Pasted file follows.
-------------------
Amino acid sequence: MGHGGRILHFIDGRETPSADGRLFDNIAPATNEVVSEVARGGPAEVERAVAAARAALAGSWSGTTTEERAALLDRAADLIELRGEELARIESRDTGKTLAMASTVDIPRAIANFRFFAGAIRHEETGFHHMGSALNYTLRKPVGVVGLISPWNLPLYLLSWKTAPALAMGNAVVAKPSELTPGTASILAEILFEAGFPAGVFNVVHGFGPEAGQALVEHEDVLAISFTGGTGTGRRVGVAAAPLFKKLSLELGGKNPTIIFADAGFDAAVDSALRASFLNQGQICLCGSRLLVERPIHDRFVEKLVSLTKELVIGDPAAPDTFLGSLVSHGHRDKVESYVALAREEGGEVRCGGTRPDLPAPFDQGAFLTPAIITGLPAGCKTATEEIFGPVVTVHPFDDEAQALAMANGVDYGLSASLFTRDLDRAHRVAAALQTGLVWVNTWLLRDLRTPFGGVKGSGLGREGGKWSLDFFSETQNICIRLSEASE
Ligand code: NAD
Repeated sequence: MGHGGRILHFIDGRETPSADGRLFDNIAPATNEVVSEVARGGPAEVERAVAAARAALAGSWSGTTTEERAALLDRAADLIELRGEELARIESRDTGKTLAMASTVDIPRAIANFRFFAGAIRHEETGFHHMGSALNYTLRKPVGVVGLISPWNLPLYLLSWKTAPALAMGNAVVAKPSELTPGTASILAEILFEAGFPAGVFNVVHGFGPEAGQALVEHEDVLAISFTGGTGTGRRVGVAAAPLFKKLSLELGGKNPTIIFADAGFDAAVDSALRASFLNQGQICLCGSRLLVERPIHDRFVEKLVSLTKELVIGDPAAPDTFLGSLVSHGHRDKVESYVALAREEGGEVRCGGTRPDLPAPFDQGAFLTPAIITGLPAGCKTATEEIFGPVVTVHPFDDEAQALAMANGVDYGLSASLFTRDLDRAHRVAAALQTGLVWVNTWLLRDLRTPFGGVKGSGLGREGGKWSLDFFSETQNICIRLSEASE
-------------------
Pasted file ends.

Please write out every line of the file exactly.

Amino acid sequence: MGHGGRILHFIDGRETPSADGRLFDNIAPATNEVVSEVARGGPAEVERAVAAARAALAGSWSGTTTEERAALLDRAADLIELRGEELARIESRDTGKTLAMASTVDIPRAIANFRFFAGAIRHEETGFHHMGSALNYTLRKPVGVVGLISPWNLPLYLLSWKTAPALAMGNAVVAKPSELTPGTASILAEILFEAGFPAGVFNVVHGFGPEAGQALVEHEDVLAISFTGGTGTGRRVGVAAAPLFKKLSLELGGKNPTIIFADAGFDAAVDSALRASFLNQGQICLCGSRLLVERPIHDRFVEKLVSLTKELVIGDPAAPDTFLGSLVSHGHRDKVESYVALAREEGGEVRCGGTRPDLPAPFDQGAFLTPAIITGLPAGCKTATEEIFGPVVTVHPFDDEAQALAMANGVDYGLSASLFTRDLDRAHRVAAALQTGLVWVNTWLLRDLRTPFGGVKGSGLGREGGKWSLDFFSETQNICIRLSEASE
Ligand code: NAD
Repeated sequence: MGHGGRILHFIDGRETPSADGRLFDNIAPATNEVVSEVARGGPAEVERAVAAARAALAGSWSGTTTEERAALLDRAADLIELRGEELARIESRDTGKTLAMASTVDIPRAIANFRFFAGAIRHEETGFHHMGSALNYTLRKPVGVVGLISPWNLPLYLLSWKTAPALAMGNAVVAKPSELTPGTASILAEILFEAGFPAGVFNVVHGFGPEAGQALVEHEDVLAISFTGGTGTGRRVGVAAAPLFKKLSLELGGKNPTIIFADAGFDAAVDSALRASFLNQGQICLCGSRLLVERPIHDRFVEKLVSLTKELVIGDPAAPDTFLGSLVSHGHRDKVESYVALAREEGGEVRCGGTRPDLPAPFDQGAFLTPAIITGLPAGCKTATEEIFGPVVTVHPFDDEAQALAMANGVDYGLSASLFTRDLDRAHRVAAALQTGLVWVNTWLLRDLRTPFGGVKGSGLGREGGKWSLDFFSETQNICIRLSEASE